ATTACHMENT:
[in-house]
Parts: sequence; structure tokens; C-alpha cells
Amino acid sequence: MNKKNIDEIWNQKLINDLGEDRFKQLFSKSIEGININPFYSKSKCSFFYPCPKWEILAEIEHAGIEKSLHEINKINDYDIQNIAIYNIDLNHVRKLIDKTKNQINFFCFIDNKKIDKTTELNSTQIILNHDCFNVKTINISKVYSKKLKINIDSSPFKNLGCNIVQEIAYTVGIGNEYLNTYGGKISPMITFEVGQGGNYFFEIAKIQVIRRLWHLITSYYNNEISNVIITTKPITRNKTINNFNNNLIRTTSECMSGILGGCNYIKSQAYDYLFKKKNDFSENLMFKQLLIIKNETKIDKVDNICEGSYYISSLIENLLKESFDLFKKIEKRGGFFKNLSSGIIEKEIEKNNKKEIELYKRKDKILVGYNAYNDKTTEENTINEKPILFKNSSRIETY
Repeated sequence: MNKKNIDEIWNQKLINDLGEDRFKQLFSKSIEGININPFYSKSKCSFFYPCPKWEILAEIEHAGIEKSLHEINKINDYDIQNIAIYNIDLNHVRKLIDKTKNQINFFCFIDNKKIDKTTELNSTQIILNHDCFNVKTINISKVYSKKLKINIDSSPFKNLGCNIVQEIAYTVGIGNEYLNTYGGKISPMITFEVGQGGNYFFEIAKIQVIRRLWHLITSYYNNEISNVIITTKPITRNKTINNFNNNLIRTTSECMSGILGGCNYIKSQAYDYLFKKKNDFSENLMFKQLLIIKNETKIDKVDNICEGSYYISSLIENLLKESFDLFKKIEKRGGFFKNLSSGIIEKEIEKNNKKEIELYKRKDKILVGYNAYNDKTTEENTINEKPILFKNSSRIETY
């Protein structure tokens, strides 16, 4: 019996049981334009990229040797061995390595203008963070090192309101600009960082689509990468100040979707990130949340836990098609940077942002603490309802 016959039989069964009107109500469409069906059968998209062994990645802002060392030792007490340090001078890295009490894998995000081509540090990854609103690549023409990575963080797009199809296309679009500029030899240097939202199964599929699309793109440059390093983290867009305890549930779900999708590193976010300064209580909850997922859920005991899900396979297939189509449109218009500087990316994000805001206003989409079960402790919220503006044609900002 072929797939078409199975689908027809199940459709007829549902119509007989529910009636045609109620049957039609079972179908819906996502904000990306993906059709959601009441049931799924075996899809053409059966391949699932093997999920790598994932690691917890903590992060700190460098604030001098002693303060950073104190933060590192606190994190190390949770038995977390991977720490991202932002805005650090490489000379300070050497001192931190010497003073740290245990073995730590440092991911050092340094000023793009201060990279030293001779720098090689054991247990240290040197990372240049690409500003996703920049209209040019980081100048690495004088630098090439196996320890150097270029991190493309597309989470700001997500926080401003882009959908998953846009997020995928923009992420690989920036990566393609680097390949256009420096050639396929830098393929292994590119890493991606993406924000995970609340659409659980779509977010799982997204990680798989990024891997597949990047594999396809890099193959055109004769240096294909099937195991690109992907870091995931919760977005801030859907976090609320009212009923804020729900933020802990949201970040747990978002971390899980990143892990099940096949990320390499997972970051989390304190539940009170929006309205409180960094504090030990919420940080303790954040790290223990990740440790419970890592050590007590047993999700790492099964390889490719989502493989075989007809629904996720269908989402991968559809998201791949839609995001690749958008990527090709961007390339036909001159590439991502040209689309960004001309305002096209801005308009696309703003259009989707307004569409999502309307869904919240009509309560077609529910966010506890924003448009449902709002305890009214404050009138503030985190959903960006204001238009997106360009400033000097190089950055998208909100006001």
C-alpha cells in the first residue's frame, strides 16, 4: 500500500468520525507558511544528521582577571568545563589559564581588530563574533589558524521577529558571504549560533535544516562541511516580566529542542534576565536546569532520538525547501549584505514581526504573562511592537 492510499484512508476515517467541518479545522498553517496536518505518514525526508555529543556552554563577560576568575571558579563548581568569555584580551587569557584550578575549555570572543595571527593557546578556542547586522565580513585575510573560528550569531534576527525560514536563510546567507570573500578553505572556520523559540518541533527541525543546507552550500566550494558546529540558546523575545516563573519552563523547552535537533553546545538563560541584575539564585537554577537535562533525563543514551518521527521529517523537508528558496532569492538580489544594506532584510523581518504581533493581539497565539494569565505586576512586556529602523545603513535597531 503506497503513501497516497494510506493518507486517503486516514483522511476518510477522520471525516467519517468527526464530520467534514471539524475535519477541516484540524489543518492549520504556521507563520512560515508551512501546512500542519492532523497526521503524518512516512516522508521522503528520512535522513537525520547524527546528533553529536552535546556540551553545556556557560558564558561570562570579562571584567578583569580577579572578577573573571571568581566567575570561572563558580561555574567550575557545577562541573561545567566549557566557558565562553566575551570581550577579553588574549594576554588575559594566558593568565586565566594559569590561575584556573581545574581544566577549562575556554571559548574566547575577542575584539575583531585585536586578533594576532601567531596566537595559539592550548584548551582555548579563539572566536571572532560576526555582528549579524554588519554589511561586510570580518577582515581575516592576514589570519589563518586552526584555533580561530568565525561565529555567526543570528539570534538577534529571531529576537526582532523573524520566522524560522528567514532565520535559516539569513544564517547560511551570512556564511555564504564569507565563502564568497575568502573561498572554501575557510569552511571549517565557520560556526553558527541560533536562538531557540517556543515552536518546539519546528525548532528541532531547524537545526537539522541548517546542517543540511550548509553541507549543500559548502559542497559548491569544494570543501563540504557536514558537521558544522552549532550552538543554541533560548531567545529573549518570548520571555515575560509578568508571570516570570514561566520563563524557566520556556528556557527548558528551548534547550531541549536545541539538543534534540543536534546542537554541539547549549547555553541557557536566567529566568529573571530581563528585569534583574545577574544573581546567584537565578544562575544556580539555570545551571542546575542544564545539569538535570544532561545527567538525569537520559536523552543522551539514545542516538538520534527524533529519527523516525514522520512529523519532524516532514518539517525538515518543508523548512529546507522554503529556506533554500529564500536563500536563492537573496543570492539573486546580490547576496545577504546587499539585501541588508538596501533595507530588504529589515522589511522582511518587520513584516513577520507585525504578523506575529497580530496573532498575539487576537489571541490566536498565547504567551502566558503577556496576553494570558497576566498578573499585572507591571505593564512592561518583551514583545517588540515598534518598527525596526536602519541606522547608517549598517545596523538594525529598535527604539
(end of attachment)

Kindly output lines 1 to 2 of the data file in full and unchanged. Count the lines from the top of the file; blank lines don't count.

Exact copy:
[in-house]
Parts: sequence; structure tokens; C-alpha cells